Last week I unexpectedly bumped into one of our past vivarium volunteers, Andrew Johnson. It’s several years ago since Andrew worked in the department, but he’s developed such an interest in frogs that after studying for his Zoology Degree here at Manchester he took off to Borneo in search of some very cool species. Chatting with him brought memories of finding unusual Asian frogs flooding back.
It’s been a while since I first went to Asia to look for frogs, but my memories of finding some amazing species are still as vivid as ever. From the minute I arrived on the Continent I could hardly contain my excitement, and I remember waking early the very first morning to witness a very beautiful rising red sun before heading towards the rainforest. The opportunity to enter a new rainforest environment where I had never been before or had any idea of the frog calls absolutely thrilled me to bits ))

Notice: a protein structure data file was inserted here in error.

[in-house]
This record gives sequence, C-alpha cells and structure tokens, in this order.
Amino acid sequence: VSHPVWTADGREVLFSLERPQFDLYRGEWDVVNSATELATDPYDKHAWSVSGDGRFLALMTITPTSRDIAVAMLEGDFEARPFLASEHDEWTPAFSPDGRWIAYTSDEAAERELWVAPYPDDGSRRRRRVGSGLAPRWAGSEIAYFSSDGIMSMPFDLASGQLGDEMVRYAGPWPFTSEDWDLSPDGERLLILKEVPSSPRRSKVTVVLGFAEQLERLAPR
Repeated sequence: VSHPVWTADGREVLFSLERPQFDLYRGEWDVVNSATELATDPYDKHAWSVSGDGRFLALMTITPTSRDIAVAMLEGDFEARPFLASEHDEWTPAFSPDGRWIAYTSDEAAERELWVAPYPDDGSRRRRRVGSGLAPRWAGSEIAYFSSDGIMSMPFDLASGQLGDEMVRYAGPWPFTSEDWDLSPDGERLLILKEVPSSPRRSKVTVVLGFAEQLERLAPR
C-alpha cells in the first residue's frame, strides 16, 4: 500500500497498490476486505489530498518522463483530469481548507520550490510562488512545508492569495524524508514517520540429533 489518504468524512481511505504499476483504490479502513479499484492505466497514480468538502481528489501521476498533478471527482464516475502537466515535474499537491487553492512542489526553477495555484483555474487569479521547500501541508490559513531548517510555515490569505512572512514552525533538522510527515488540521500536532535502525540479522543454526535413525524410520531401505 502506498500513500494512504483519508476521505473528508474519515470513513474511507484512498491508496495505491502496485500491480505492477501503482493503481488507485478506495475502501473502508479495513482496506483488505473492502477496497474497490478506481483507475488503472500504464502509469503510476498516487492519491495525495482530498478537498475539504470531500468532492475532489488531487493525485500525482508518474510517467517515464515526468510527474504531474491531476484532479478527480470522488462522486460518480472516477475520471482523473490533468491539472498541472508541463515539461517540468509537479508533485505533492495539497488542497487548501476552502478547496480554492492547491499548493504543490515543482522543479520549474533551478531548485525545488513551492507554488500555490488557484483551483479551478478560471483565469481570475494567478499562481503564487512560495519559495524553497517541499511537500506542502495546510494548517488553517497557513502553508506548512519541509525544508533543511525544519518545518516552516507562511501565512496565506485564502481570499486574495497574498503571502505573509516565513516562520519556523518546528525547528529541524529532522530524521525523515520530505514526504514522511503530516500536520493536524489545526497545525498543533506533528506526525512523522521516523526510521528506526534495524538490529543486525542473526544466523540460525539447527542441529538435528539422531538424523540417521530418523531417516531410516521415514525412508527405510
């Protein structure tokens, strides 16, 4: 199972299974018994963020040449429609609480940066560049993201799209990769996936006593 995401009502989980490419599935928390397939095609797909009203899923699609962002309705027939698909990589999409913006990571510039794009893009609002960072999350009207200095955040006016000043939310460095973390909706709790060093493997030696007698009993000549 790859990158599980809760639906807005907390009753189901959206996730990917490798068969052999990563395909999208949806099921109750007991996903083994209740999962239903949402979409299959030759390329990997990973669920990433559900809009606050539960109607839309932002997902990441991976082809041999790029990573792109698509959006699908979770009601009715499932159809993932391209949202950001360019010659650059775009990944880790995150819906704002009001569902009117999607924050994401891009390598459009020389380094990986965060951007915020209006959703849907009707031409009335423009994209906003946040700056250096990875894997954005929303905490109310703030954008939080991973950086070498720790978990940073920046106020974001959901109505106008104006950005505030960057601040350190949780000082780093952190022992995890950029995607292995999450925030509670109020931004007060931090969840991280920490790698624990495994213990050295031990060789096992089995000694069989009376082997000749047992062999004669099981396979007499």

Apart from finding some amazing snakes during that trip I found some really incredible frogs, from the large tree-dwelling gliding frog Rhacophorous nigropalmatus, to the strange looking ground-dweller Leptobrachium hendricksoni (pictured). Below are a few photos of just some of the species I came across during my time researching frog DNA in Thailand . These were found mainly at night in the darkness of the rainforest, where I am always in my element )) If you have ever been in the rainforest at night, turned off your torch, and just stood there silently in the darkness amidst the smells and sounds of nature you will know exactly what I mean – you become nature, you become at one with the forest, you feel truly alive.
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